Petrofac to support negative emissions in Stockholm
Petrofac, a leading international services provider to the energy industry, has been awarded a front...
Silence can be powerful, but it can also be destructive.
Conversation within a project team should be open, no topic taboo, and nobody fearful of raising a risk that requires mitigating actions. Many people see the Project Manager (PM) or Project Sponsor (PS) as an entity to be feared, one who gives little thought to realistic timelines and wants the job
completed at all costs. The result of this perception is often silence and when silence impacts communication, project problems and subsequent failure follow.
Each member of a project team is a stakeholder and has equal levels of personal and team-based responsibility and accountability. This also means that every stakeholder has a responsibility to speak up. When one makes a choice to remain silent, resulting in a problem or failure which could
have been mitigated against, there is no hiding from the personal accountability felt. There is no need for the latter to occur. While it is never easy to step up and admit that you are falling behind or that you have seen a mistake in a co-worker’s submission, remaining silent often leads to a negative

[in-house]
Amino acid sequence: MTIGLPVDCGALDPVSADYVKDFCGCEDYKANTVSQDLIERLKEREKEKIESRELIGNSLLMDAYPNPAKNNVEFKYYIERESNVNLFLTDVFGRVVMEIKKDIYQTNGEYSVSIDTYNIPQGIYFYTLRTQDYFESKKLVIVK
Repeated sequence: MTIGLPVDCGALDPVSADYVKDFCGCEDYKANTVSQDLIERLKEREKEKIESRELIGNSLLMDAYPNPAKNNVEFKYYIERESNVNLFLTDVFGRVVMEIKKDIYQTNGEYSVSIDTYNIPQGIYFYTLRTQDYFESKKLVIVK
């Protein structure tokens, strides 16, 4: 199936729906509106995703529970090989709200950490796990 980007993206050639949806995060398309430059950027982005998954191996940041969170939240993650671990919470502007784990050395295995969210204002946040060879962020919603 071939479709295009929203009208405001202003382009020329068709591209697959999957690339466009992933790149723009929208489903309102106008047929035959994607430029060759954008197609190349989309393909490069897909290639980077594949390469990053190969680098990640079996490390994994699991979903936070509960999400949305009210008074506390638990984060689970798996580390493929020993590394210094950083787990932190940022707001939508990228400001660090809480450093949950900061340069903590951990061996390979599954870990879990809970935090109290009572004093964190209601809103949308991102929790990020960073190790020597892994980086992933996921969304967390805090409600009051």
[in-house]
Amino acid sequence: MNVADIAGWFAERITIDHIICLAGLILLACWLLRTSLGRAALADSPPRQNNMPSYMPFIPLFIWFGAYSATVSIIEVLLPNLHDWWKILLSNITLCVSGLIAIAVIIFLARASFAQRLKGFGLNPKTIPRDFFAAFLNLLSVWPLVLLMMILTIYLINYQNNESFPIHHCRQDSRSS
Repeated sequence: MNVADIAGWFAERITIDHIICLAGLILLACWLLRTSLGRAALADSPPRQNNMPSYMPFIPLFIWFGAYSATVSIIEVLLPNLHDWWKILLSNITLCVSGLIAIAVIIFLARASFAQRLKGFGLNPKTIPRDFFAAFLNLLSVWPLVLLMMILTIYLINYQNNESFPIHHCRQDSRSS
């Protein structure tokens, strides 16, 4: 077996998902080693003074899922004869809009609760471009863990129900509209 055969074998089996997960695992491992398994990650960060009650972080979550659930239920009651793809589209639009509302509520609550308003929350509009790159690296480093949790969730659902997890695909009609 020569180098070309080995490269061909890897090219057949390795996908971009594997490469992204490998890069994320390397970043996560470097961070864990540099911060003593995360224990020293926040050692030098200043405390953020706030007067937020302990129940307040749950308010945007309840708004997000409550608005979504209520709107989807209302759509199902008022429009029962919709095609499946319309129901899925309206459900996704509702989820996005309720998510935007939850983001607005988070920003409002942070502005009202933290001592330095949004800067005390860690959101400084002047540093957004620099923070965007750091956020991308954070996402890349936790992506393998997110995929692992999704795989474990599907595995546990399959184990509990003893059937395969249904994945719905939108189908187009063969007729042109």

It is the responsibility of all to foster a positive work environment, however the PM/PS role has the true opportunity to obtain engagement from the outset. Openly discussing risks around the table, instead of behind closed doors, brings confidence to the project team and presents a public view on
how the PM/PS will deal with bad news and its subsequent mitigation. The PM/PS must take the time to listen to the feedback, looking forward to solutions and take on the responsibility of drowning out panic or blame.
Promoting openness leads to trust, trust garners respect, and a project team who respect each other are a formidable force.
Therefore, while my much-used statement of ‘I cannot mitigate against silence’ can illicit groans and smiles in equal measure from my colleagues, I stand by it’s importance in ensuring project success.